With more than a decade since its inception, the Borderlands series has covered a lot of the same ground. With three main games under its belt, alongside the surprising Tales from the Borderlands and the underwhelming The Pre-Sequel, Borderlands has firmly established itself with its lighthearted tone, loot-and-shoot structure, and zany characters. It makes sense, then, that Tiny Tina’s Wonderlands, the first big game that takes a real step away from the main franchise, still sticks so close to the selling points of the original games with just a few new ideas peppered in to warrant an entirely new title. While it doesn’t always feel as grand in scope as a game like Borderlands 2 did, there are a lot of things new and familiar that Tiny Tina’s Wonderlands does right, and while it suffers from many of the problems as the originals, I couldn’t help but thoroughly enjoy Wonderlands on its own terms.
"While it doesn’t always feel as grand in scope as a game like Borderlands 2 did, there are a lot of things new and familiar that Tiny Tina’s Wonderlands does right, and while it suffers from many of the problems as the originals, I couldn’t help but thoroughly enjoy Wonderlands on its own terms."
It should come as no surprise that Tiny Tina’s Wonderlands doesn’t stray too far from its original series, as its basis is the Borderlands 2 DLC, Assault on Dragon Keep. As such, this is another game set in the Borderlands universe, with many familiar characters and a very similar art style, but in Wonderlands, you’re playing a game called “Bunkers & Badasses,” the Borderlands equivalent of Dungeons & Dragons. You take the role of the Fatemaker, who is the main focus of this B&B campaign, and your track through the game is meant to be a visual representation of that campaign.
The game is named after Tiny Tina, though, and she’s at the center of it all. Her role lies as the effective Dungeon Master for this B&B game by narrating the story, and the game frequently pulls out of the fantasy during cutscenes to show her explaining or introducing a big new character or plot twist. While she’s had a bit of a cult following in the past, putting Tiny Tina at center stage works wonders for Wonderlands. She has more than enough charisma and energy, hilariously brought to life by Ashly Burch, to keep the game afloat and engaging even during its dull moments. Her small quips and genius one-off comments showing how a DM may lose their train of thought work perfectly for her character and make the game a blast to just sit through.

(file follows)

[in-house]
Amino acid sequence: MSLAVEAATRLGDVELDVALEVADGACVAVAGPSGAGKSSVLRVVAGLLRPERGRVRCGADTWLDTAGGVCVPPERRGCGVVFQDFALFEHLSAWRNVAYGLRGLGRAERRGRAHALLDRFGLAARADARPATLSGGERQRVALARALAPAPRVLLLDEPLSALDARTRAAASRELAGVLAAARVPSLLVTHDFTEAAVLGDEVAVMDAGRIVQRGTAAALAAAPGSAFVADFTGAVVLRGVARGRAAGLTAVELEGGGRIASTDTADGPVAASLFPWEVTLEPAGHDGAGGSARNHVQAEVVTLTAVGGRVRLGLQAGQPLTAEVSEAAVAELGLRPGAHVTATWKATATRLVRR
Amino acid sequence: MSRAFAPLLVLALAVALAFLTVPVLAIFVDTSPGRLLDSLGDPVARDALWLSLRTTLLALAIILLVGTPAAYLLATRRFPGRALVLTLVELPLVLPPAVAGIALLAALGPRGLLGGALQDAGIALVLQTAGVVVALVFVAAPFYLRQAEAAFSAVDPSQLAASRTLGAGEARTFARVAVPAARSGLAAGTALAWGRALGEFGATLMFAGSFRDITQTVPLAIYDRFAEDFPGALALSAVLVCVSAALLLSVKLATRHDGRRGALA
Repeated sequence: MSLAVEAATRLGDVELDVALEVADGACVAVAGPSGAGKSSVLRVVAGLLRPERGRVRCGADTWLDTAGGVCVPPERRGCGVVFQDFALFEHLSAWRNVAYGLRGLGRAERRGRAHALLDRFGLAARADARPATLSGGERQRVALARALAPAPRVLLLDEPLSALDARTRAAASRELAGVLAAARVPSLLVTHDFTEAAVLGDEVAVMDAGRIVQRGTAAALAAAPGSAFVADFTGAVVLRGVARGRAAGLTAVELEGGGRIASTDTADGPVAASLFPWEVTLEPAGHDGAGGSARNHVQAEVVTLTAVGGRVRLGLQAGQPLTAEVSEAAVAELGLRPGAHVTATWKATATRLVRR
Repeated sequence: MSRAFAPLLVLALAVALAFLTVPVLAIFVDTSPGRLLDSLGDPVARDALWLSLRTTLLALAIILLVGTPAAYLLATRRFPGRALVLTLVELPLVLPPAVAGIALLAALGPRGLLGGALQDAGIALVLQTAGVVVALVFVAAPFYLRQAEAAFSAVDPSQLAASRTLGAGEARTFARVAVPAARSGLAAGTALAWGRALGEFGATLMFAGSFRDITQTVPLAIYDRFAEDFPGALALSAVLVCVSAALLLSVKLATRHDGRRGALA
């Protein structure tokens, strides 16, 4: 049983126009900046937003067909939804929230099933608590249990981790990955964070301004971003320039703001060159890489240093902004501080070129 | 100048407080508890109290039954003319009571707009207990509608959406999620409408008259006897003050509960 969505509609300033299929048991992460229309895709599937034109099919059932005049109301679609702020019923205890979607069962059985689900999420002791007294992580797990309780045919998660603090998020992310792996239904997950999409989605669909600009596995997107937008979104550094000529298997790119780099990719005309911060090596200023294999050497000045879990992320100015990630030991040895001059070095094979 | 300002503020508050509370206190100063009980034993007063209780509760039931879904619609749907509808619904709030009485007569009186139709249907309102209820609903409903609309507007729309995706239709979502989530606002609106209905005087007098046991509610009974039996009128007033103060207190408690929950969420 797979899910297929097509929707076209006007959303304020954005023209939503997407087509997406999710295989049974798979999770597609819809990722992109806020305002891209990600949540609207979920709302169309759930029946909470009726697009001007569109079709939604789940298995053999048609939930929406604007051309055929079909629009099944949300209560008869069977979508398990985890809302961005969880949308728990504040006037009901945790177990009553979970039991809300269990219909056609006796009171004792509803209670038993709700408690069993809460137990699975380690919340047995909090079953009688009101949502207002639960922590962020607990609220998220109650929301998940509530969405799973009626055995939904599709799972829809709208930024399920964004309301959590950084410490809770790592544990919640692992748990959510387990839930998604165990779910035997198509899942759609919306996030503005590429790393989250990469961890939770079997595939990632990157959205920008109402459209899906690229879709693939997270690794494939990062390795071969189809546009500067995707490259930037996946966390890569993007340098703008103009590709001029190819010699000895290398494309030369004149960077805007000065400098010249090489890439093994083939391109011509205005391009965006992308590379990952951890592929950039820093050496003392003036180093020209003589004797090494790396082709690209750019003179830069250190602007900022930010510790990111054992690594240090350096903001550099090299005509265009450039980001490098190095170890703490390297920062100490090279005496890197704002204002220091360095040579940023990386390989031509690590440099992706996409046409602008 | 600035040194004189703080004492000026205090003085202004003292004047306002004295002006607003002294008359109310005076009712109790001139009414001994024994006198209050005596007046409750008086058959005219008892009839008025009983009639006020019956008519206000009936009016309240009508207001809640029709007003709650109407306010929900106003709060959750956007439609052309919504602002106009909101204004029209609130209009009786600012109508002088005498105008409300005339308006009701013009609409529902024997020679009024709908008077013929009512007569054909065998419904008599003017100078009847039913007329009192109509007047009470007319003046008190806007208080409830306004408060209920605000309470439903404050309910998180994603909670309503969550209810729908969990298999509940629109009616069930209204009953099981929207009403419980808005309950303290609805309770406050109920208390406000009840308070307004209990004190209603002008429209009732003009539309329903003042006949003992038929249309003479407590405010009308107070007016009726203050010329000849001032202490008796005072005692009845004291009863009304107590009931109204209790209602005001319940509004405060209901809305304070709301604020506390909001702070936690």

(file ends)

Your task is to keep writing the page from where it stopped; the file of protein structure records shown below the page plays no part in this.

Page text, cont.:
Borderlands is a series whose story lives and dies by its characters, and outside of Tiny Tina and Queen Butt Stallion, the vast majority of characters are new to this game and equally as charmingly performed and written. The two other main characters in the game with you are Valentine and Frette, voiced respectively by Andy Samberg and Wanda Sykes, and the main villain is the Dragon Lord, voiced by Will Arnett. This is one of the best examples in recent memory of games using big name Hollywood actors to their advantage, as each of the three are distinct and never feel out of place, and you can easily and instantly recognize each of their voices. If you’re familiar with the past Borderlands games, you’ll be acutely familiar with the type of humor and writing here, too. The Dragon Lord feels very similar to Handsome Jack in his self-awareness and sarcastic appeals for your sympathy, while many other characters, including Valentine and Frette, hit on some of the same humor the series has done before. It’s not less funny, but it’s not treading much new ground in the writing.